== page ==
British Prime Minister, David Cameron, has announced his plan to accept 20,000 Syrian refugees.
Cameron announced the details about his plan for accepting more refugees in today’s parliamentary session. He vowed to accept 20,000 refugees over the next four and a half year. The refugees, Cameron said would be taken from the refugee camps along the borders of Syria, Turkey, Jordan and Lebanon. Priority is to be given to the ‘vulnerable’ children and orphans.
The first year funds for this are to be drawn from the international aids budget. The following years’ financial plans will be decided on later with the help of local councils.
David Cameron said in Parliament that Britain has a ‘moral responsibility’. “Britain will play its part alongside our other European partners but because we’re not part of the EU’s borderless Schengen agreement or its relocation initiative Britain is able to decide its own approach.”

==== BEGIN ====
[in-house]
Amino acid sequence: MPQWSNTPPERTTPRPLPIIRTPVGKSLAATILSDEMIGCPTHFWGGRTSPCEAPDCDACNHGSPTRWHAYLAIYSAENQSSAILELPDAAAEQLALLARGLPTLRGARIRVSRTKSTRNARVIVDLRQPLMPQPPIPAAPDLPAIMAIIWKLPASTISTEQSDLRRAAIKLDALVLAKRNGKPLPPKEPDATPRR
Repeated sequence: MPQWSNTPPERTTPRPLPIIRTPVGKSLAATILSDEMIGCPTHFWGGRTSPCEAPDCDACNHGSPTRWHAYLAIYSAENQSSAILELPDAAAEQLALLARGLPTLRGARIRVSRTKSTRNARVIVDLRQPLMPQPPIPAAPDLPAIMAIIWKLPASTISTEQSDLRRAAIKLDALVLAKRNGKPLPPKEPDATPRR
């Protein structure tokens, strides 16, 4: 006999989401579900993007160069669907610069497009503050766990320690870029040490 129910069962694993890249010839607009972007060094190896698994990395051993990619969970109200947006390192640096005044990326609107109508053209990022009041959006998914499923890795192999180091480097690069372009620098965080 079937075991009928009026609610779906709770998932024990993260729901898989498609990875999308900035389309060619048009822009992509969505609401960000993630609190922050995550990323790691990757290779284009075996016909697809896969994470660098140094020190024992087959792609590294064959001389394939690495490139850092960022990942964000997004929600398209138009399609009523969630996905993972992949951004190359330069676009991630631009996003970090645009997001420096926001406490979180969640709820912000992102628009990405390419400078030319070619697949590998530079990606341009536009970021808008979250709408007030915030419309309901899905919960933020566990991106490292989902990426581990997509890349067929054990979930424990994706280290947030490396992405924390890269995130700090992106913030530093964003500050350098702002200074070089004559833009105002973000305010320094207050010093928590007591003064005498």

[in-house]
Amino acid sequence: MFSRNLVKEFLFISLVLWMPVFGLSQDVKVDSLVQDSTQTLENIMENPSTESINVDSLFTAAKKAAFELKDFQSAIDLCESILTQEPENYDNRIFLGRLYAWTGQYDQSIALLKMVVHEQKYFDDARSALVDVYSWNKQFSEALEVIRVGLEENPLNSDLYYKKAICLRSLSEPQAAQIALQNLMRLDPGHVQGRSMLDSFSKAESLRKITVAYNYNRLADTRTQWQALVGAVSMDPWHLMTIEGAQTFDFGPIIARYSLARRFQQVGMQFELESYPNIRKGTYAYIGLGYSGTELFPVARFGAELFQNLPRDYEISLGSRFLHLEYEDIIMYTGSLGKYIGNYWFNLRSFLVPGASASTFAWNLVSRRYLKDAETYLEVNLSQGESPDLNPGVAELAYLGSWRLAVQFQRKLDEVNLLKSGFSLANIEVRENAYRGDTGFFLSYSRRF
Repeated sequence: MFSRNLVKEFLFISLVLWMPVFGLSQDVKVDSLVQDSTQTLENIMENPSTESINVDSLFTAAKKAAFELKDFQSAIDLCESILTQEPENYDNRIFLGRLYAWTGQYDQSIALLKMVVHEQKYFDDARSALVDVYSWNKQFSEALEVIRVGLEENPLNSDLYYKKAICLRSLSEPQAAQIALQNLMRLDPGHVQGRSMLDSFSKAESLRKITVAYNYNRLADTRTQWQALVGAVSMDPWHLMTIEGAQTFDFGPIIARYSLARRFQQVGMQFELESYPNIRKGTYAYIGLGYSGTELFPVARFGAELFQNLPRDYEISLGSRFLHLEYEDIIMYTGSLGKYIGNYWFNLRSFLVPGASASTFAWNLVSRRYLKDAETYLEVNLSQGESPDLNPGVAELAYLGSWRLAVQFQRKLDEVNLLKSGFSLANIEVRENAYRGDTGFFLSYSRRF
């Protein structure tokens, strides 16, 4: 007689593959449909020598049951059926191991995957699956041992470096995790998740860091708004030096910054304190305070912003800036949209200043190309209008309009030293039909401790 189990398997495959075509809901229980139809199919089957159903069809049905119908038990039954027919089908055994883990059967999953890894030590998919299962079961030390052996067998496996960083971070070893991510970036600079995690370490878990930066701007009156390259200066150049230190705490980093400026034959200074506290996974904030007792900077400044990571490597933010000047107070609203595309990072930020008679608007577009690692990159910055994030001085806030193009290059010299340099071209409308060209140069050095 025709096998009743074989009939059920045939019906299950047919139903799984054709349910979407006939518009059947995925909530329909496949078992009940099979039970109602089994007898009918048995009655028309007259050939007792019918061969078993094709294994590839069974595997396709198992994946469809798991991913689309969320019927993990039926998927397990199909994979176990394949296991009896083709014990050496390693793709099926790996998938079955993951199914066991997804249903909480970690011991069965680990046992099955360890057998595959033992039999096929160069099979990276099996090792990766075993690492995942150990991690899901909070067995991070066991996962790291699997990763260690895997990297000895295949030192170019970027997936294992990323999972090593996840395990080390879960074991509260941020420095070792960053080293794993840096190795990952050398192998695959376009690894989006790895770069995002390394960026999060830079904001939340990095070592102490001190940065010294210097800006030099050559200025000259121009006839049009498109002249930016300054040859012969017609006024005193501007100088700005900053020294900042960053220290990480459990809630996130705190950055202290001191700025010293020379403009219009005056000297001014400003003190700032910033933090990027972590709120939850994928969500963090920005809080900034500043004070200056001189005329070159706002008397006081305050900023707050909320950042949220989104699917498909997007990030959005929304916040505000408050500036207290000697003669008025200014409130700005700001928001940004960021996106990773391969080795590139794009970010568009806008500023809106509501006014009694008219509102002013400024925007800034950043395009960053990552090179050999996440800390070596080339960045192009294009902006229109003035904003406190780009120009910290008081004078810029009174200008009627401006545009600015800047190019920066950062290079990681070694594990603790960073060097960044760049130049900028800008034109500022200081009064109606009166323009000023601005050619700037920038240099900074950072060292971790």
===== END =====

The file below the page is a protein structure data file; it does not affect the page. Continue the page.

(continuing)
He added: “We will continue to show the world that this is a country of extraordinary compassion always standing up for our values and helping those in need.”
Five-year humanitarian protection visas will be granted to the refugees who will be chosen under the UN procedures. The UN High Commissioner for refugees is going to be responsible for carrying out checks to determine which candidates are ‘most in need’.
Cameron emphasised that Britain would not be involved in an EU-wide system to help refugees already in Europe.
Also today, French President Francois Hollande announced that the country will host 24,000 refugees in the next two years.
While Tory MP’s were pleased with Cameron’s initiative, Labour’s Harriet Harman said that although the news was good, more immediate action was needed and wondered whether Britain could accommodate more than 4000 refugees in a year. Another Labour MP, Gerald Kaufman said that the UK’s effort were still in contrast with Germany’s, who recently took in 10,000 refugees in just one day and have not put a limit on the number of refugees they will take.